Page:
Nanomechanical characterization of supramolecular protein structures using atomic force microscopy

 

In this project we will further develop and use atomic force microscopy imaging, nanomechanical bending and nano-indentation on individual fibrillar protein aggregates and on the mesoscopic gels they form. The objective is to gain a better fundamental understanding of, and insight into, the relation between (i) the molecular properties of the individual protein molecule and the structural and mechanical properties of the resulting fibrillar structures and (ii) the properties of these fibrillar structures and the mechanical, structural and rheological properties of the solution of entangled, semi-flexible fibers on a mesoscopic scale.

The experiments will be complemented with computer simulations of two different types. In the first type we plan to simulate the bulk rheology of entangled networks given the structural and mechanical properties of its constituent fibrils. This will help us in creating a comprehensible link between the structural and mechanical properties on the different length scales. The second type of simulation will simulate the actual nano-indentation experiment, which will aid in understanding how to deduce relevant rheological parameters from the force distance curves obtained.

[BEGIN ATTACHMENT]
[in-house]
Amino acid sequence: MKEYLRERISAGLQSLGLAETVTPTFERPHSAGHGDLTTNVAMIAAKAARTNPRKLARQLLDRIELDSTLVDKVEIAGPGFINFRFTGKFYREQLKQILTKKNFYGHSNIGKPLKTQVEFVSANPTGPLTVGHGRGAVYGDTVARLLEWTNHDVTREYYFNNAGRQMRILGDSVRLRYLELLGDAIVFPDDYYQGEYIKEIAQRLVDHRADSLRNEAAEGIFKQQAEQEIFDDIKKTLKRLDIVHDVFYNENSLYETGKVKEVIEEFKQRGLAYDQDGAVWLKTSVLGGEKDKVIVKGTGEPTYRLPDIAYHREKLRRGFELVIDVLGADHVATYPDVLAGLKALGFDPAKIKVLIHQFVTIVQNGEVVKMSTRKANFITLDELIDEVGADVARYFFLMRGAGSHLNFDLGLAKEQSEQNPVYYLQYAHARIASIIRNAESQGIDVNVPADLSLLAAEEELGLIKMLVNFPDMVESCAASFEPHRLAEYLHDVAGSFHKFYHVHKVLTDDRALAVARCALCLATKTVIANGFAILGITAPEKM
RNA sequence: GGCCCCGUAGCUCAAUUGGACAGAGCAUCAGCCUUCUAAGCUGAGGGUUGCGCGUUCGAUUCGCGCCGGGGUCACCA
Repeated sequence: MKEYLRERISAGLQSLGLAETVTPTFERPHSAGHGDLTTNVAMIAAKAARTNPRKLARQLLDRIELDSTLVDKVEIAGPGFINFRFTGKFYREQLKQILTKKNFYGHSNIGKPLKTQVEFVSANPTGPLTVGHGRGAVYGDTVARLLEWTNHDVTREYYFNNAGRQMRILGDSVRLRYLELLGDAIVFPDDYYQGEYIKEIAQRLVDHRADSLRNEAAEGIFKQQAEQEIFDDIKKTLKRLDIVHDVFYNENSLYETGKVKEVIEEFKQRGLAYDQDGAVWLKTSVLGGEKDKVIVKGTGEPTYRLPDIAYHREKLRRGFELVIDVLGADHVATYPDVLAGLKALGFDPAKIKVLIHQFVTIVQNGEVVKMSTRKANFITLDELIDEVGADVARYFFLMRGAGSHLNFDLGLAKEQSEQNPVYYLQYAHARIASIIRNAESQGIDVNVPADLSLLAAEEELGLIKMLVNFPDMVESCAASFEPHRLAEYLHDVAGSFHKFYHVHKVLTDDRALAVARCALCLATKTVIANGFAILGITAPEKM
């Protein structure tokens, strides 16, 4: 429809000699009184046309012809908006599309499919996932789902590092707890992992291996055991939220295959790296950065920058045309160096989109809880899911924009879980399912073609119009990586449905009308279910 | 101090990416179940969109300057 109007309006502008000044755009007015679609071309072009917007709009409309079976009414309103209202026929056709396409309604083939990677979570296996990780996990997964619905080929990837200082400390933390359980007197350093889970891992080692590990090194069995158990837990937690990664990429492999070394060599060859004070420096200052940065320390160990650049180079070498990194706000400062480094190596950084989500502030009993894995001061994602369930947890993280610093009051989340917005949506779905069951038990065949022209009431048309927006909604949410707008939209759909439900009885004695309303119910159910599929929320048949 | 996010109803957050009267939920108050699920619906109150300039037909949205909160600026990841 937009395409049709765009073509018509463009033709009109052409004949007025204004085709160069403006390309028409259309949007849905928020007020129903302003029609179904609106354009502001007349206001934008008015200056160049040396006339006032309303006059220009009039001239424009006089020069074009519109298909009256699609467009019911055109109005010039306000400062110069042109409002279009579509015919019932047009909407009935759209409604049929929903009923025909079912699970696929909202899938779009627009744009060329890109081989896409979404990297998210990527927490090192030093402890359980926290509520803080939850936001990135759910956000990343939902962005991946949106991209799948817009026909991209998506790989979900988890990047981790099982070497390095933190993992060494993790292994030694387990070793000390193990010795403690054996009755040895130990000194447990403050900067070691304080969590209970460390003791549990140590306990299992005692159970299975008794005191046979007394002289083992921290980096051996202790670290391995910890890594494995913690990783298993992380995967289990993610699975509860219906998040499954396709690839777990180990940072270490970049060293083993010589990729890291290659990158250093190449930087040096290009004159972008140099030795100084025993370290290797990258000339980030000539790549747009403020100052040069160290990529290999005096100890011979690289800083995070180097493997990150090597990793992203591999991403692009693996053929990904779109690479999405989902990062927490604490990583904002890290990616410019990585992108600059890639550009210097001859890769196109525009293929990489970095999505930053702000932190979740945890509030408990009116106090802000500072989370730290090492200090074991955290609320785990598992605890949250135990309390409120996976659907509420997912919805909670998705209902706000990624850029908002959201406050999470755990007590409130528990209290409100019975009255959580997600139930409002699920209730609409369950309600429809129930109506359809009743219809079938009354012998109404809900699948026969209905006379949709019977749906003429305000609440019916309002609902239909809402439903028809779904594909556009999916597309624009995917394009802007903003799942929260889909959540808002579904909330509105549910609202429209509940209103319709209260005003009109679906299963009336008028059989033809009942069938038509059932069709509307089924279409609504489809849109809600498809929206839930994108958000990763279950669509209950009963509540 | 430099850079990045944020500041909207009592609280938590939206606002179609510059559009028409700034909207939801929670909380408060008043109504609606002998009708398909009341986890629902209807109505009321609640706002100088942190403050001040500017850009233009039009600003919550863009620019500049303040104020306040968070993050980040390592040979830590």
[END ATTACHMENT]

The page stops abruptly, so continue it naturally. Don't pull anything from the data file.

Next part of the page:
Figure
(A) Schematic representation of a ball-type tip to be used for nano-indentation experiments. (B) An example force distance curve. Grey line represents a force distance curve measured on a hard surface. Red line is an example on a biological, softer surface. Difference between the two curves (d) defines the indentation. (C) Pulsed force mode, where the force during the indentation is kept constant and the z position of the indentor is recorded.

 

Postdoc: Ramesh Subramani
Project leader: Martin Bennink

This project is in active collaboration with the Computational Biophysics Group (prof. Wim Briels) at the University of Twente.